In a much awaited ruling, an upstate New York appellate court unanimously upheld the right of local governments to zone out gas drilling. The case, Norse Energy v. Town of Dryden, was brought by a gas company seeking to nullify a very broad ban of gas drilling adopted by the Town of Dryden in anticipation of New York State greenlighting high-volume hydraulic fracturing in New York State.
The court found that the provision in the New York’s Oil, Gas and Solution Mining Law superseding “all local laws and ordinances relating to the regulation of the oil, gas and solution mining industries” did not preclude a total bar to gas and petroleum activities through a locality’s zoning power. The specific ordinance at issue had banned “all activities relating to the exploration for, and production and storage of, natural gas and petroleum.” The decision went off on the interpretation of the word “regulation,” with the court finding that the only laws precluded by this provision of law were local laws regulating the rules and procedures of the industry, not a total bar to exploration, production and storage activities on zoning principles. The strong presumption that local governments have the right to regulate land use within its jurisdiction clearly played a strong role in the court’s reasoning. The superseding provision in the law also carved out local laws relating to uses of roads, an exception that arguably cuts against the court’s reasoning because such carve out would appear to be unnecessary if the scope of the preemption only went to the means and method of gas drilling.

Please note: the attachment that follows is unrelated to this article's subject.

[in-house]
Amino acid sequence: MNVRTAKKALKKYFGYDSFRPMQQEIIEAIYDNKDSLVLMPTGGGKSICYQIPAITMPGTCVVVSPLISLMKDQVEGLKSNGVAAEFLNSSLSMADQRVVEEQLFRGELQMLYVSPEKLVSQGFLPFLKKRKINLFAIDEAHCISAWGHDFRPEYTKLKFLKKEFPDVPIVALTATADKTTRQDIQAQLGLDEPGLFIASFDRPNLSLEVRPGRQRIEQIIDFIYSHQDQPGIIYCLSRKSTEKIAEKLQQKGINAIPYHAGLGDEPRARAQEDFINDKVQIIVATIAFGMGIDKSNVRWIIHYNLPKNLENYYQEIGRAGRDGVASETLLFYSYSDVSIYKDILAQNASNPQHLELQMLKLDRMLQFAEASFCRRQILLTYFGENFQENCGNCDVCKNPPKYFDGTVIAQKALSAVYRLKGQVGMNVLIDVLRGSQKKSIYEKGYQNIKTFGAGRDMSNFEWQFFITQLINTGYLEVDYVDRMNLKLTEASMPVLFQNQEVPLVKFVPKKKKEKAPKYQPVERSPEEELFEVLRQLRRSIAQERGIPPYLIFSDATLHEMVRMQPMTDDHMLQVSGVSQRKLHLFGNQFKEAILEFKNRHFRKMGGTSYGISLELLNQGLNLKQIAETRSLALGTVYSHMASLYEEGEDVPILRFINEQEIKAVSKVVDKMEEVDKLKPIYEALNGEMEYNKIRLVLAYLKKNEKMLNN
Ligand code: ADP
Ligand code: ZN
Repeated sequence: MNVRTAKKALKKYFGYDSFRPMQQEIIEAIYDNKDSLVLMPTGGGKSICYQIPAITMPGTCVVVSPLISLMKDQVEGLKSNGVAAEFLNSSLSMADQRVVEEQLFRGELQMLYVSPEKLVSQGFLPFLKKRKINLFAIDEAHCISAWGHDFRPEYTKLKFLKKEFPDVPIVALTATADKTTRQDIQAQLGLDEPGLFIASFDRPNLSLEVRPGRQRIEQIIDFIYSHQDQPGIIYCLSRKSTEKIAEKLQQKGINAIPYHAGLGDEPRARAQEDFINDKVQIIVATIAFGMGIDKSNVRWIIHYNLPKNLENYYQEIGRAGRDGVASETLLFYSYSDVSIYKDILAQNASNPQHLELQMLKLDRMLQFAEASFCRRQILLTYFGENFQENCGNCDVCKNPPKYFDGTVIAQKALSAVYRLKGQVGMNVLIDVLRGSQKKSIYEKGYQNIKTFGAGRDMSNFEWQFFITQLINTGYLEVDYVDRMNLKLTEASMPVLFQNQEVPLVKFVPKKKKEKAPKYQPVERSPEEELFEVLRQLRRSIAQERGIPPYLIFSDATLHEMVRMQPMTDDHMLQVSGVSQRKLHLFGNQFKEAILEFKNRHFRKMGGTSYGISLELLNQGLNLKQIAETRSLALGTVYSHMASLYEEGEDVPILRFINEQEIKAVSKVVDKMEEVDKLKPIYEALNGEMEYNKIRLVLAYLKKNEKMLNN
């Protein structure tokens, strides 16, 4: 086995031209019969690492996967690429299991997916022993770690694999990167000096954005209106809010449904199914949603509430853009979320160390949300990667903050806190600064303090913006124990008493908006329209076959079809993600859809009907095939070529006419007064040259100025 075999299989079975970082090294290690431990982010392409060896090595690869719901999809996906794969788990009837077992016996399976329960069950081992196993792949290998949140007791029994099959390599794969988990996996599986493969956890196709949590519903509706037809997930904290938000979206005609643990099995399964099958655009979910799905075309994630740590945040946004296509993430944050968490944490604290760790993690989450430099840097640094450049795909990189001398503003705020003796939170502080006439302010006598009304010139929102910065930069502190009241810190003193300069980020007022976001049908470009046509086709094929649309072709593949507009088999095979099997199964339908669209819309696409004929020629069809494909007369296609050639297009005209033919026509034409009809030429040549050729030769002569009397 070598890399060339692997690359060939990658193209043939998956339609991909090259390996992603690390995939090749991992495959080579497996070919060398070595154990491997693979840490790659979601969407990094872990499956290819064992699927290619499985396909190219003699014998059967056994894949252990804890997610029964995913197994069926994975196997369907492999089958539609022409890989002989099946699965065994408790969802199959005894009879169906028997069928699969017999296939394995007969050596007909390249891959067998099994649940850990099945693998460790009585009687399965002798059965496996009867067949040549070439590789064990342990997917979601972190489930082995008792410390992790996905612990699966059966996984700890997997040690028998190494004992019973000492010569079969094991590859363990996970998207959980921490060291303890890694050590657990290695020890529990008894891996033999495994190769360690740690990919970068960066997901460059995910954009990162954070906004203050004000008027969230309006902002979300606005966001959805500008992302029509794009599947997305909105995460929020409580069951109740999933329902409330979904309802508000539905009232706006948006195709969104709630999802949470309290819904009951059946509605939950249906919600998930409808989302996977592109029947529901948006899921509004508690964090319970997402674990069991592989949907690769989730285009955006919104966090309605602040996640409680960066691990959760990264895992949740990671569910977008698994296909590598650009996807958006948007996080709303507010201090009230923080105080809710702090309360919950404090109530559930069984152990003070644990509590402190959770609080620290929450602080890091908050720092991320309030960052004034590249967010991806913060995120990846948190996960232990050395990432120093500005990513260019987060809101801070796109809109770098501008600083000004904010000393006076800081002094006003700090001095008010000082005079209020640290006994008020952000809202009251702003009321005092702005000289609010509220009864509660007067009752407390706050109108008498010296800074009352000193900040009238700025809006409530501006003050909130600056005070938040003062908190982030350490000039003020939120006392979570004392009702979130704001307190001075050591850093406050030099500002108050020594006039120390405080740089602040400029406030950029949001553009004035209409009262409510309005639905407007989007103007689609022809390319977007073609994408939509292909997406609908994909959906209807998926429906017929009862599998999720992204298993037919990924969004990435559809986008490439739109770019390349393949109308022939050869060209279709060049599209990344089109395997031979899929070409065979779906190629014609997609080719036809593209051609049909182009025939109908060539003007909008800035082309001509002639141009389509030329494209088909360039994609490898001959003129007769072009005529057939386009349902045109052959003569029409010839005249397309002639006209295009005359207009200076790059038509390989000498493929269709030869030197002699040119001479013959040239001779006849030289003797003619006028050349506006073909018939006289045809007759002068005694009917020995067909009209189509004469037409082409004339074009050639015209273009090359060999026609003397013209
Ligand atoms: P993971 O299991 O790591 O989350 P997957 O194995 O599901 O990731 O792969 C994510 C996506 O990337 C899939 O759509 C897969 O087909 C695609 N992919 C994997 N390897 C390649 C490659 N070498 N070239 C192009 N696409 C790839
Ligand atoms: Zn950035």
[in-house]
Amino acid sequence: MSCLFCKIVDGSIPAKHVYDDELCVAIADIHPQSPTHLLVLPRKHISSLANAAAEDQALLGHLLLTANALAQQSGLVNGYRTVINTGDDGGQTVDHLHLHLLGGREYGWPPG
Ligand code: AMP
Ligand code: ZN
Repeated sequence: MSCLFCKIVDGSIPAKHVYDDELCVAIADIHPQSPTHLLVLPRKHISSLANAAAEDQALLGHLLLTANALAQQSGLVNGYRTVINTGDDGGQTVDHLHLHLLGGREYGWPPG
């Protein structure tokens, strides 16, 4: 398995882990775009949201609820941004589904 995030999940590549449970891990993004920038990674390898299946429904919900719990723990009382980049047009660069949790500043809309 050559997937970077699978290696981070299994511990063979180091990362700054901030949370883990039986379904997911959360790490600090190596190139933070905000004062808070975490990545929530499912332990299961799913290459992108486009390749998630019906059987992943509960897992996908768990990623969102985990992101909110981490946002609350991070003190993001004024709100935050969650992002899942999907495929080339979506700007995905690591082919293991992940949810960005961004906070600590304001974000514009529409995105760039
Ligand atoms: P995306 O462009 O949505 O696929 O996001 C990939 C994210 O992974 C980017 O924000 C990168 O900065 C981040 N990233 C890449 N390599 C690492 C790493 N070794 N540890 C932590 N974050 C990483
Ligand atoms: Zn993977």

The court also found that there was no implied preemption in New York’s oil and gas law. Petitioners had argued that local bans would make New York’s spacing unit regulatory scheme, which authorizes the payment of royalties based on the creation of drilling spacing units of up to 640 acres, unworkable. The court disagreed, finding that the spacing units could accommodate the existence of local bans. That reasoning, however, ignores the fact that spacing units can and often do move across municipal boundaries. An open question also exists as to whether a local government, using zoning, can ban subsurface drilling within its jurisdiction. It would be difficult to find a land use rationale for precluding subsurface drilling, but the statute at issue clearly does ban such drilling and the court did not address that particular point.
There was a companion case, Cooperstown Holstein Corp. v. Town of Middlefield, where the local court also upheld the right of a local government to ban gas drilling via zoning. That decision was also affirmed based on the reasoning of Dryden. These two decisions confirm the primacy of local zoning in New York and the hostility of New York courts to preemption of that right. It will be interesting to see if the Court of Appeals chooses to take up this matter and decide the controversy once and for all.